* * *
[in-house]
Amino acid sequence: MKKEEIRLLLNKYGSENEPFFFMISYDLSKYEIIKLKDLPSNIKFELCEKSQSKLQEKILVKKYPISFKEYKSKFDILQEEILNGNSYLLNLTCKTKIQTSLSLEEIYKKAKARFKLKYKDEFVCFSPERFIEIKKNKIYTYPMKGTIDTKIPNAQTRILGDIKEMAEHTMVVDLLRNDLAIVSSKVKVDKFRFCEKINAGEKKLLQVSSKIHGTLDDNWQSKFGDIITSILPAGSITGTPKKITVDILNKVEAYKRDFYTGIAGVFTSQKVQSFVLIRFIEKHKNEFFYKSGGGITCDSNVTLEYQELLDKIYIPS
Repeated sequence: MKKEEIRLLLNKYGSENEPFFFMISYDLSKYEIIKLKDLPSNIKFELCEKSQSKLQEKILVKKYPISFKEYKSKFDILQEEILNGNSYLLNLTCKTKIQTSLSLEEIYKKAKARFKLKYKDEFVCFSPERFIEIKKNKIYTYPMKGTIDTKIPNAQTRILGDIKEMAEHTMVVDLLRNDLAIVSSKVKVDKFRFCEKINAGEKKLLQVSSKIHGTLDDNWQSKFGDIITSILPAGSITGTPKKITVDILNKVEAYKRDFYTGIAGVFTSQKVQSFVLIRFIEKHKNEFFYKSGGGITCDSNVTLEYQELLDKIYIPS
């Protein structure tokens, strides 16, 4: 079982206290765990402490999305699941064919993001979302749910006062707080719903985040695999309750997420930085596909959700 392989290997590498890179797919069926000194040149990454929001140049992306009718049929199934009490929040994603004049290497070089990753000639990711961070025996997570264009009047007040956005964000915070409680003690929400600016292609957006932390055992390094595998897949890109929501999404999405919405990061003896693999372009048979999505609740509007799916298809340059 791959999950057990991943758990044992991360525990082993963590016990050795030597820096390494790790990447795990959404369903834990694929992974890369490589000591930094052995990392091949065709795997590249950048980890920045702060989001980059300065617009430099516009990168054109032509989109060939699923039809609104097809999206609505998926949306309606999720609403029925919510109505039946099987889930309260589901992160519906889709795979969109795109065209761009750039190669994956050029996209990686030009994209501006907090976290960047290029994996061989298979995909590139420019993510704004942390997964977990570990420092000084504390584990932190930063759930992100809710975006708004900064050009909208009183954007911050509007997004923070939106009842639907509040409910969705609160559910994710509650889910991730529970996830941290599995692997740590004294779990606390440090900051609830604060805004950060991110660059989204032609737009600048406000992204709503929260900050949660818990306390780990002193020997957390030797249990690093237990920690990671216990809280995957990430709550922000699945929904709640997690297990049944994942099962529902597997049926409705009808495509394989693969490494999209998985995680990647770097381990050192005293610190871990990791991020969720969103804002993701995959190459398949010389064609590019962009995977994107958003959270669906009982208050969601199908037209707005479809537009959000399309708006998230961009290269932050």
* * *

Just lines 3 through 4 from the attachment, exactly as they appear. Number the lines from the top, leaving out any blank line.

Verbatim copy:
Repeated sequence: MKKEEIRLLLNKYGSENEPFFFMISYDLSKYEIIKLKDLPSNIKFELCEKSQSKLQEKILVKKYPISFKEYKSKFDILQEEILNGNSYLLNLTCKTKIQTSLSLEEIYKKAKARFKLKYKDEFVCFSPERFIEIKKNKIYTYPMKGTIDTKIPNAQTRILGDIKEMAEHTMVVDLLRNDLAIVSSKVKVDKFRFCEKINAGEKKLLQVSSKIHGTLDDNWQSKFGDIITSILPAGSITGTPKKITVDILNKVEAYKRDFYTGIAGVFTSQKVQSFVLIRFIEKHKNEFFYKSGGGITCDSNVTLEYQELLDKIYIPS
């Protein structure tokens, strides 16, 4: 079982206290765990402490999305699941064919993001979302749910006062707080719903985040695999309750997420930085596909959700 392989290997590498890179797919069926000194040149990454929001140049992306009718049929199934009490929040994603004049290497070089990753000639990711961070025996997570264009009047007040956005964000915070409680003690929400600016292609957006932390055992390094595998897949890109929501999404999405919405990061003896693999372009048979999505609740509007799916298809340059 791959999950057990991943758990044992991360525990082993963590016990050795030597820096390494790790990447795990959404369903834990694929992974890369490589000591930094052995990392091949065709795997590249950048980890920045702060989001980059300065617009430099516009990168054109032509989109060939699923039809609104097809999206609505998926949306309606999720609403029925919510109505039946099987889930309260589901992160519906889709795979969109795109065209761009750039190669994956050029996209990686030009994209501006907090976290960047290029994996061989298979995909590139420019993510704004942390997964977990570990420092000084504390584990932190930063759930992100809710975006708004900064050009909208009183954007911050509007997004923070939106009842639907509040409910969705609160559910994710509650889910991730529970996830941290599995692997740590004294779990606390440090900051609830604060805004950060991110660059989204032609737009600048406000992204709503929260900050949660818990306390780990002193020997957390030797249990690093237990920690990671216990809280995957990430709550922000699945929904709640997690297990049944994942099962529902597997049926409705009808495509394989693969490494999209998985995680990647770097381990050192005293610190871990990791991020969720969103804002993701995959190459398949010389064609590019962009995977994107958003959270669906009982208050969601199908037209707005479809537009959000399309708006998230961009290269932050």